Hello Bumblebees


#1

We are trying Bumblebees for the first time to see if we can improve the pollination on our Blueberries since Honey Bees are sluggish this time of the year and they are not great on Blueberries. Hope it works


#2

Good for you and for your community! I have not seen this done before and I’m super happy to see it.


#3

Unfortunately, these bumblebees only last 1 season.

It’s expensive, so I will not do it again next year unless I see big results this year.


#4

I am surprised the BBs only last 1 season for you. Here they naturalize and come back every year on their own.

The variety we have here are ground dwelling. They need some spots of bare ground to make their nests, and those spots need to not be disturbed (plowed, cultivated, etc).

If you could find out the life cycle of the BBs you are bringing in, perhaps you could make some habitat for them and they would stick around.


#5

Thanks for the suggestion. Wish I knew more to provide a habitat for them so they would come back. What I bought are called Bombus impatiens but the sales literature indicated they are a one shot deal. I’m sure the folks selling the bees would rather sell more bees next year rather than show me how to carry over the bees to next year.

Southeastern Blueberry bees are common in anther part of NC and I would love to know how to get a bunch of those to move in. They are a ground nesting bees too


#6

how much for how many bees?


#7

the queen survives the winter to start another nest the next spring. i leave lots of old branch piles around the property. I’ve read they like to nest under there. i guess its working as we have a lot of different bumbles here. I’ve identified 3 species so far. only bee that can pollinate at 45deg. have masons too but they come out a little later. where did you get your bumbles?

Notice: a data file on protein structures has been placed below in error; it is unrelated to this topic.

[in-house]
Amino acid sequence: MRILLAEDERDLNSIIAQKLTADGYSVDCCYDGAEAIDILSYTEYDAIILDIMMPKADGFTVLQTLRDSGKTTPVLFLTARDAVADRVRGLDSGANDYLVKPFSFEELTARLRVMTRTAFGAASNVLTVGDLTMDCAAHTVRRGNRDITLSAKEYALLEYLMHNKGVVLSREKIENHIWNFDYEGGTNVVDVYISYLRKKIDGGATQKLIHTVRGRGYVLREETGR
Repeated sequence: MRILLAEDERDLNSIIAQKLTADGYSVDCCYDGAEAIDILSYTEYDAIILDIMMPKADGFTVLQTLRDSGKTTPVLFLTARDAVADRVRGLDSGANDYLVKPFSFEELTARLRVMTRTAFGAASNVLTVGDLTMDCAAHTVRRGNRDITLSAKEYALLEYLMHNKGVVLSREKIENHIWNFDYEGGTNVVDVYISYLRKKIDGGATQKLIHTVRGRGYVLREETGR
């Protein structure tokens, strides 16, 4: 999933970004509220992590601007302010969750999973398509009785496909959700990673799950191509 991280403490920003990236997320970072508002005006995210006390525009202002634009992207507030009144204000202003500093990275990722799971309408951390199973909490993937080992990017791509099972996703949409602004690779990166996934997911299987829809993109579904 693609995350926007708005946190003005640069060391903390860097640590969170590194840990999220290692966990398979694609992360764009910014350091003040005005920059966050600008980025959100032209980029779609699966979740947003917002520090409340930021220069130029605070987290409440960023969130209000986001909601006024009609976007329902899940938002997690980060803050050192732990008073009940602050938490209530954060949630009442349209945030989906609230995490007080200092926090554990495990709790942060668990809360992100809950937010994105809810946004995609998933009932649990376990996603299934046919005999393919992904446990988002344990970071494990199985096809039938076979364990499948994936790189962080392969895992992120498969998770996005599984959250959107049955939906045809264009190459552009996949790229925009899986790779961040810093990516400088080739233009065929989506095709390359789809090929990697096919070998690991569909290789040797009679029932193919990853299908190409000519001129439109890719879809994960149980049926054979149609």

#8

I’ve seen bumble bees take over a birdhouse…and a manger in the barn…and in the insulation of a house…just a place to have a family…but some places they choose can be annoying…like in the trunk of an old car or carriage…places they can get to.


#9

I did a quick search on that species, and it seems this species is quite widespread, and should survive in NC. www.bumblebee.org is one place that has info (as well as a bunch of others on the net). You might need to do some digging, but I think you could find the particulars for them in your area and try that.

Good Luck with it…


#10

They also like to nest in mouse holes and will evict mice!


#11

I just saw a couple bees today for the first time, I guess they were honey bees. They were checking out one of my peach trees with its blossoms. Hope they bring back more of their friends soon, as I have pluots and pears blooming now, too.


#12

$300 for 4 hives of about 100 bees each

Bought the bees from Koppert Products who sell bees to a lot of large farms in


#13

we seem to have wild bumbles around every spring, ive tried putting out ‘nests’ for them, but they never seem interested.


#14

I was actually the same for mason bees. I had some that I was able to remove and refrigerate, but not enough. I ended up buying some again this year. I wished I had purchased leaf rollers to extend the season. Still its such a cool idea!


#15

We have a ton of bumbles here in North Mississippi and it’s a good thing because I hardly ever see honey bees. I only have 16 blueberry bushes but can usually count 10-15 bumblebees on them at anytime in March.


#16

The great variety of bumble bees is interesting.

https://www.fs.fed.us/wildflowers/pollinators/documents/BumbleBeeGuideEast2011.pdf

https://www.fs.fed.us/wildflowers/pollinators/documents/BumbleBeeGuideWestern2012.pdf


#17

At my place I have planted about 1/2 acre wildflower meadow. I keep little spots mowed for bees that need more bare ground. Now that the meadow is mature I am getting all kinds of bees including bees that I can’t identify. Bumblebees, small sweat bees, other ground bees etc.


#18

It will work! Most of our blueberry pollination is due to bumble bees…there are tons of them around here (thankfully)!


#19

Just put up a house for Mason bees and made a spot for them to gather clay. This year is an experiment to see what may show up in the tubes.


#20

Excellent it took me about 3 years to attract mason bees after i set out my houses so please don’t get too let down if you do not get them the first year. I think anyone looking to draw in bumblebees should plant bee balm as its a bumble specific nectar producer during their dearth in many locations.